Amazon & Marketplaces

Amid FBA Fee Hikes, Sellers Consider Alternatives

Amazon has aggressively increased fulfillment fees over the past three years, shifting its own increased costs onto sellers.

According to ecommerce intelligence firm Marketplace Pulse, the ecommerce giant has raised fulfillment fees by over 30% since 2020. For example, in August of this year Amazon announced that between October 15 and January 14, 2023, it would charge $5.06 to fulfill items weighing one pound. In 2020, the cost for such goods was $3.48.

Not surprisingly, many sellers are seeking additional sales channels. Capterra’s 2022 Amazon Seller Survey found 99% of respondents who sell solely on Amazon plan to diversify in 2023.

2023 Fee Increases

In November, FBA initiated increases for warehouse storage fees effective January 17 and in April. Here are the specifics:

  • Peak monthly storage fees will rise by 20 cents per cubic foot for non-sortable goods — bulky or oversized items.
  • Off-peak storage will increase by 3 to 4 cents per cubic foot.
  • Sellers who store a high cube of inventory — the total available space that is utilized, expressed as a percentage — relative to the cube of their recent weekly sales will incur a new storage utilization surcharge effective April 1, 2023.
  • Amazon will increase the surcharges applied to inventory stored for 271 to 365 days, effective April 15, 2023.
  • Starting April 15, 2023, Amazon will introduce aged inventory surcharges on goods stored for 180 to 270 days, excluding products in the following categories: apparel, shoes, bags, jewelry, and watches.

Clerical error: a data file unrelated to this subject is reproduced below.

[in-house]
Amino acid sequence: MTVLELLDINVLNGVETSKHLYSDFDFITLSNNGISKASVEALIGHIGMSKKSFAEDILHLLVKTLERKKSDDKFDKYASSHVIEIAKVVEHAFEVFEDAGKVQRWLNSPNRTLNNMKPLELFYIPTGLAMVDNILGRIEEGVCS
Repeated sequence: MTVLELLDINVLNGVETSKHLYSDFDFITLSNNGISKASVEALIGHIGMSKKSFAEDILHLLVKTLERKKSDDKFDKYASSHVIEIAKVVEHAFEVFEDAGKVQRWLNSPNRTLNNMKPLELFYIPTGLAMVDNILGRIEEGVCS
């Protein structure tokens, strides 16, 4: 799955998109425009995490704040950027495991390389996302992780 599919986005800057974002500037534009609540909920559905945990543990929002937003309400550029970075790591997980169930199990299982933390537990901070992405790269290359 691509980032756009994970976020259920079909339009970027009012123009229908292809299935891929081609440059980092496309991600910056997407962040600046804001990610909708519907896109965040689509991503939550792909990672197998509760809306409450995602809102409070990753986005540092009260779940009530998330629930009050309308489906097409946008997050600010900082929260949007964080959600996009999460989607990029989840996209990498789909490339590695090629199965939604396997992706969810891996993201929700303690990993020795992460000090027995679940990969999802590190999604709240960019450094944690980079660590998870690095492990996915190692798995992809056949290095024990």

• Amazon will nearly double the cost of removing or disposing items from its fulfillment centers.

Impact of Increases

According to the Capterra survey:

  • 36% of FBA sellers believe it is more difficult for them to succeed on Amazon than when they joined.
  • Forty-eight percent of FBA small sellers say the holiday peak fulfillment fee will make them less profitable. FBA sellers with $25,000 in average monthly revenue from Amazon were likelier to say profitability would be harmed than those earning more.
  • Over half of FBA users with less than two years of experience selling on Amazon said the fee would make them less profitable, versus 41% of sellers with five or more years of experience.
  • In response to the fee hike, 54% of FBA sellers raised holiday prices.
  • While 31% of current FBA merchants sell on other ecommerce marketplaces, nearly all said they would consider other avenues in 2023, such as Google Shopping, Facebook Marketplace, and Walmart Marketplace.

Molly Burke, the senior retail analyst at Capterra, remarked in a blog post, “By making it more expensive for sellers and consumers to participate in its marketplace, Amazon is opening the door to rivals such as Walmart, which offers similarly convenient shopping and selling experiences at a lower cost.”

Mitigating Fees

Some FBA sellers are switching to or adding Fulfillment by Merchant, whereby they handle fulfillment. However, many FBM sellers find it difficult to maintain Prime-eligible status (Seller Fulfilled Prime) — guaranteeing one or two-day delivery — by themselves.

Many sellers can only meet the delivery timeframe by paying for a third-party logistics service, but the cost of doing this may erase any savings.

Hence some sellers are migrating elsewhere.


For many Amazon sellers, raising prices is inevitable. Consultants such as Gartner recommend that merchants be transparent with shoppers about price hikes and explain the reasons.

While Amazon will undoubtedly retain its clout in ecommerce, online sellers should not rely solely on Amazon for sales.

Some sellers may bow out. Over the past few years, many Marketplace merchants have sold their businesses to aggregators. These large companies are less affected by the fee increases than smaller businesses.

This year, however, aggregators are struggling to raise funds for acquisitions.

Marcia Kaplan
Marcia Kaplan
Bio   •   RSS Feed